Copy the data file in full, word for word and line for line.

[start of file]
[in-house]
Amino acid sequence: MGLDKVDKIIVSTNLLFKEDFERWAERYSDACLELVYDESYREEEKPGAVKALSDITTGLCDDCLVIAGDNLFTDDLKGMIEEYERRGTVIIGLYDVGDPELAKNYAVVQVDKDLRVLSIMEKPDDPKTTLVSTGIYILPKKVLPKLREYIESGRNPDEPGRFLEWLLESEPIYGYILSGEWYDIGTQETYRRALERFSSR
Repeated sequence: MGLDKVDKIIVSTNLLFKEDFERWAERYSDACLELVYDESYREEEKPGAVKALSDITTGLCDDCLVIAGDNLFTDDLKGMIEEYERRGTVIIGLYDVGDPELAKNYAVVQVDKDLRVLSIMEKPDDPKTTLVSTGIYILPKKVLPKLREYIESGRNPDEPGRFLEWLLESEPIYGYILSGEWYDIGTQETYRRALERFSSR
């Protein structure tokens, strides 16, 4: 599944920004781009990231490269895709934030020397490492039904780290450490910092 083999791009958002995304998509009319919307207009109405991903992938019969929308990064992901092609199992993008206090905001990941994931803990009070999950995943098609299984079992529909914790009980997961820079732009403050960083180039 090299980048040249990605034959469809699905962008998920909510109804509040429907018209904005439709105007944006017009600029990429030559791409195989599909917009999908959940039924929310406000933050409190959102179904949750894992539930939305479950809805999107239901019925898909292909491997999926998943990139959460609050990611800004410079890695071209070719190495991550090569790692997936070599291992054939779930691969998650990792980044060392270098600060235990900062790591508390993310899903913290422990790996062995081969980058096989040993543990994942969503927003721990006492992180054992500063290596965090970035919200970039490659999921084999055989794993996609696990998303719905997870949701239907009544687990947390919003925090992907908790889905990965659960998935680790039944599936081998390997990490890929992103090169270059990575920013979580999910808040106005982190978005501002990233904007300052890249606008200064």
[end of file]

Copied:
[in-house]
Amino acid sequence: MGLDKVDKIIVSTNLLFKEDFERWAERYSDACLELVYDESYREEEKPGAVKALSDITTGLCDDCLVIAGDNLFTDDLKGMIEEYERRGTVIIGLYDVGDPELAKNYAVVQVDKDLRVLSIMEKPDDPKTTLVSTGIYILPKKVLPKLREYIESGRNPDEPGRFLEWLLESEPIYGYILSGEWYDIGTQETYRRALERFSSR
Repeated sequence: MGLDKVDKIIVSTNLLFKEDFERWAERYSDACLELVYDESYREEEKPGAVKALSDITTGLCDDCLVIAGDNLFTDDLKGMIEEYERRGTVIIGLYDVGDPELAKNYAVVQVDKDLRVLSIMEKPDDPKTTLVSTGIYILPKKVLPKLREYIESGRNPDEPGRFLEWLLESEPIYGYILSGEWYDIGTQETYRRALERFSSR
């Protein structure tokens, strides 16, 4: 599944920004781009990231490269895709934030020397490492039904780290450490910092 083999791009958002995304998509009319919307207009109405991903992938019969929308990064992901092609199992993008206090905001990941994931803990009070999950995943098609299984079992529909914790009980997961820079732009403050960083180039 090299980048040249990605034959469809699905962008998920909510109804509040429907018209904005439709105007944006017009600029990429030559791409195989599909917009999908959940039924929310406000933050409190959102179904949750894992539930939305479950809805999107239901019925898909292909491997999926998943990139959460609050990611800004410079890695071209070719190495991550090569790692997936070599291992054939779930691969998650990792980044060392270098600060235990900062790591508390993310899903913290422990790996062995081969980058096989040993543990994942969503927003721990006492992180054992500063290596965090970035919200970039490659999921084999055989794993996609696990998303719905997870949701239907009544687990947390919003925090992907908790889905990965659960998935680790039944599936081998390997990490890929992103090169270059990575920013979580999910808040106005982190978005501002990233904007300052890249606008200064």